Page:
There are apps that require access to assistive devices in Yosemite. A perfect example of this is TextExpander 4. It needs the ability to type text on the user’s behalf. The easiest way to enable access for these items is to drag-and-drop them into the Accessibility section under the Privacy tab in the Security and Privacy pane of System Preferences. Continue reading “OS X Yosemite: Enable Access for Assistive Devices Command Line”
Set up the Hazel rules as seen below for each of the folder mentioned above.
You will get a notification with the filename if something gets placed in those folders. It will then open the folder so you can decide if it needs to be deleted or if it is a legitimate file.
Malware Detection Using launchd (Free, More Technical, and Severely-limited)
Unfortunately, this method is more technical and does not work as well as Folder actions because the file and folder namedo not get passedas arguments to the script. So those nice alert dialogs you used to get won’t have all the nifty information. But if you don’t feel like paying for Hazel, or having your CPU go crazy using Folder Actions, and still want to at least know if something is going on, then read on.
Ironically enough, you will be creating a file and putting it in one of the folders that Folder Actions may have previously been monitoring. This should also give you some insight as to why hackers are always trying to put files into these folders.
Script To Run When Items Are Added To The Folders
First, you will need a script that will execute when a new item is added into one of the folders. Since launchd won’t pass arguments to the script, you can just make a basic dialog that tells you an item was added to them.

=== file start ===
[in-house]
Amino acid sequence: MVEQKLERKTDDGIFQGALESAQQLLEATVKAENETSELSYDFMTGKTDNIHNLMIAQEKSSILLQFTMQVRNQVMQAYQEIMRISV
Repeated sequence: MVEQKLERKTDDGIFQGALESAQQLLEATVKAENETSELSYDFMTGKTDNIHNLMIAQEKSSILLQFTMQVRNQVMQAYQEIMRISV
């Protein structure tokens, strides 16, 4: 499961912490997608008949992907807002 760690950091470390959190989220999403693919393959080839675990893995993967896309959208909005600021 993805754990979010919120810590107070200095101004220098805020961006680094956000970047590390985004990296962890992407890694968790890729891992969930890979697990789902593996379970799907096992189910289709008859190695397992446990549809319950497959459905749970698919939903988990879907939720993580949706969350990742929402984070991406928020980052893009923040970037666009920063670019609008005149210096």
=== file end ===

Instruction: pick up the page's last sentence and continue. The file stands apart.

osascript -e 'display dialog "Possible launchd threat detected..." with title "Roll-your-own Malware Detection"'
launchd .plist To Watch The Folders For Changes
The next process is much easier if you use a program like Lingon X, but I will show you how to manually create the file. I suggest using an app like TextWrangler because it works better for writing code. If you want to use TextEdit or some other editor, be sure it is set to plain-text and not rich-text.
Create a new file called RollYourOwn.MalwareDetection.Yosemite.plist with the following content:
Then, save it to /Library/LaunchAgents . Make sure the file has the correct user, group, and permissions by running these commands:
If you instead edited the text file from the command line in vim or nano , there are probably not any extended attributes to remove.
Now the launchd plist is ready. What you just made was your own little program that runs a custom script (for all users at login). It will run automatically and in the background. Now you might understand why hackers will try to install things in a similar fashion. They can have their malicious code executed every time someone logs into their Mac. But the file you just made runs code that will help rather than hinder.
The launchd plist utilized QueueDirectories, which will basically run the script as long as there is an item in it. You can also use WatchPaths, but it it much more sensitive to changes. Experiment with both to find out what is best for you.
Quickly gather a ton of system information on any Mac with a five-key keyboard shortcut!
After triggering the keyboard shortcut, it may look like nothing happened (on Yosemite, the screen briefly flashes white), but if you open up /var/tmp , you will see a sysdiagnose folder (it won’t actually finish until the folder is transformed into a .tar.gz , which can take a couple of minutes). Continue reading “OS X’s Native 5-finger, 5-minute System Diagnosis”
Use your LastPass usernames and passwords in Safari on your iOS device without paying for a LastPass Premium subscription. Using a bit of scripting, you can roll-your-own Last Pass freemium without paying a dime!